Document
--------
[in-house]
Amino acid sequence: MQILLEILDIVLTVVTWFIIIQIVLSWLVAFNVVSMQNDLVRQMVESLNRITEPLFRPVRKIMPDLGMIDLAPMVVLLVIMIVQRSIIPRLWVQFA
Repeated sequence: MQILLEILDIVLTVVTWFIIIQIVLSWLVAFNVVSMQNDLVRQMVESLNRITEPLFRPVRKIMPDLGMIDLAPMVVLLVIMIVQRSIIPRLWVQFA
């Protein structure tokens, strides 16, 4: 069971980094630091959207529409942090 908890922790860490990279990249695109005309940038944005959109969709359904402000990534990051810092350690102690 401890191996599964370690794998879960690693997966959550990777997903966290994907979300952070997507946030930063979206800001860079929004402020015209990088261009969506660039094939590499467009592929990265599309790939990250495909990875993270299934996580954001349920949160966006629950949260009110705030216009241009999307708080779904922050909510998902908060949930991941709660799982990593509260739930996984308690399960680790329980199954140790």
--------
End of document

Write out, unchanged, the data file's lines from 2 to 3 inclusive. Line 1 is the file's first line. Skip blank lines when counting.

Amino acid sequence: MQILLEILDIVLTVVTWFIIIQIVLSWLVAFNVVSMQNDLVRQMVESLNRITEPLFRPVRKIMPDLGMIDLAPMVVLLVIMIVQRSIIPRLWVQFA
Repeated sequence: MQILLEILDIVLTVVTWFIIIQIVLSWLVAFNVVSMQNDLVRQMVESLNRITEPLFRPVRKIMPDLGMIDLAPMVVLLVIMIVQRSIIPRLWVQFA